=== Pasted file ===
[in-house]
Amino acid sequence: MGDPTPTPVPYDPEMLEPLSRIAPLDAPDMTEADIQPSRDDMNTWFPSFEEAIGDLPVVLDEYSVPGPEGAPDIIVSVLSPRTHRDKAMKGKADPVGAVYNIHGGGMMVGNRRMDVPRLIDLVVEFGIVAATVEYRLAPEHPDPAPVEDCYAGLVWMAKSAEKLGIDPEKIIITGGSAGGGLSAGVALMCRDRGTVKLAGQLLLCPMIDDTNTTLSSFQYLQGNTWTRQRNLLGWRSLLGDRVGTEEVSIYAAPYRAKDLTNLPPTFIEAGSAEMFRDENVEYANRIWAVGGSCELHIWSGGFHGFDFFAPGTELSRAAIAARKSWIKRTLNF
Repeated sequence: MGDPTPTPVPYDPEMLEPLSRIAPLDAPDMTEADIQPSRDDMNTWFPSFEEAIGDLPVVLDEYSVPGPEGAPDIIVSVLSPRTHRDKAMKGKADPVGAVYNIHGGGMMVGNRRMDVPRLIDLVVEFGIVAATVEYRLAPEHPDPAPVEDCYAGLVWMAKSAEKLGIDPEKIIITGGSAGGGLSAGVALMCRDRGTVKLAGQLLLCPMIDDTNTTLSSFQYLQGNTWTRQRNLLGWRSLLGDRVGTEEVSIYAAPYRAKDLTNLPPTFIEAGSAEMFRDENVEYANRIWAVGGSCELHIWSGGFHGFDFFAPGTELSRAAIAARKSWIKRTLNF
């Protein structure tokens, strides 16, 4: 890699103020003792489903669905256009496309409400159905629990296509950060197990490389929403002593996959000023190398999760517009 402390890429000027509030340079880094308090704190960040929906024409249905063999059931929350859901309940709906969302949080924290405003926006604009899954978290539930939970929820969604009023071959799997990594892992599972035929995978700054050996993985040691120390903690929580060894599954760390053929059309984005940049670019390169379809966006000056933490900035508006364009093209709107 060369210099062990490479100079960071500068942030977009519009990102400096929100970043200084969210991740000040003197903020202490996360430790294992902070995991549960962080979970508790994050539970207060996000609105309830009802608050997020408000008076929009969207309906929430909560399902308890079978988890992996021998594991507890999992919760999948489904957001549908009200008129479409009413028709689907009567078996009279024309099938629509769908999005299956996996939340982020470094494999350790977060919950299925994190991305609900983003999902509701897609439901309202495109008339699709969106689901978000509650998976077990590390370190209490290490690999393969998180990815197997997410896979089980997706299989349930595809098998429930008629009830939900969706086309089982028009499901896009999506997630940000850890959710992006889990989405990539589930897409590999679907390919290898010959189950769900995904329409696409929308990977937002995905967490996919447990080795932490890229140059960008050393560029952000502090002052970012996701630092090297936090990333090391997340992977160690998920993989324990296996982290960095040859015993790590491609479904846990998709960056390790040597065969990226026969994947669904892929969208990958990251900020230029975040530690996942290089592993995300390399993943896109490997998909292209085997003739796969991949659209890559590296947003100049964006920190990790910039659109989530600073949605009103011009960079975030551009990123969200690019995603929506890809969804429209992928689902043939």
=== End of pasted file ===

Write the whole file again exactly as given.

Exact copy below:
[in-house]
Amino acid sequence: MGDPTPTPVPYDPEMLEPLSRIAPLDAPDMTEADIQPSRDDMNTWFPSFEEAIGDLPVVLDEYSVPGPEGAPDIIVSVLSPRTHRDKAMKGKADPVGAVYNIHGGGMMVGNRRMDVPRLIDLVVEFGIVAATVEYRLAPEHPDPAPVEDCYAGLVWMAKSAEKLGIDPEKIIITGGSAGGGLSAGVALMCRDRGTVKLAGQLLLCPMIDDTNTTLSSFQYLQGNTWTRQRNLLGWRSLLGDRVGTEEVSIYAAPYRAKDLTNLPPTFIEAGSAEMFRDENVEYANRIWAVGGSCELHIWSGGFHGFDFFAPGTELSRAAIAARKSWIKRTLNF
Repeated sequence: MGDPTPTPVPYDPEMLEPLSRIAPLDAPDMTEADIQPSRDDMNTWFPSFEEAIGDLPVVLDEYSVPGPEGAPDIIVSVLSPRTHRDKAMKGKADPVGAVYNIHGGGMMVGNRRMDVPRLIDLVVEFGIVAATVEYRLAPEHPDPAPVEDCYAGLVWMAKSAEKLGIDPEKIIITGGSAGGGLSAGVALMCRDRGTVKLAGQLLLCPMIDDTNTTLSSFQYLQGNTWTRQRNLLGWRSLLGDRVGTEEVSIYAAPYRAKDLTNLPPTFIEAGSAEMFRDENVEYANRIWAVGGSCELHIWSGGFHGFDFFAPGTELSRAAIAARKSWIKRTLNF
């Protein structure tokens, strides 16, 4: 890699103020003792489903669905256009496309409400159905629990296509950060197990490389929403002593996959000023190398999760517009 402390890429000027509030340079880094308090704190960040929906024409249905063999059931929350859901309940709906969302949080924290405003926006604009899954978290539930939970929820969604009023071959799997990594892992599972035929995978700054050996993985040691120390903690929580060894599954760390053929059309984005940049670019390169379809966006000056933490900035508006364009093209709107 060369210099062990490479100079960071500068942030977009519009990102400096929100970043200084969210991740000040003197903020202490996360430790294992902070995991549960962080979970508790994050539970207060996000609105309830009802608050997020408000008076929009969207309906929430909560399902308890079978988890992996021998594991507890999992919760999948489904957001549908009200008129479409009413028709689907009567078996009279024309099938629509769908999005299956996996939340982020470094494999350790977060919950299925994190991305609900983003999902509701897609439901309202495109008339699709969106689901978000509650998976077990590390370190209490290490690999393969998180990815197997997410896979089980997706299989349930595809098998429930008629009830939900969706086309089982028009499901896009999506997630940000850890959710992006889990989405990539589930897409590999679907390919290898010959189950769900995904329409696409929308990977937002995905967490996919447990080795932490890229140059960008050393560029952000502090002052970012996701630092090297936090990333090391997340992977160690998920993989324990296996982290960095040859015993790590491609479904846990998709960056390790040597065969990226026969994947669904892929969208990958990251900020230029975040530690996942290089592993995300390399993943896109490997998909292209085997003739796969991949659209890559590296947003100049964006920190990790910039659109989530600073949605009103011009960079975030551009990123969200690019995603929506890809969804429209992928689902043939």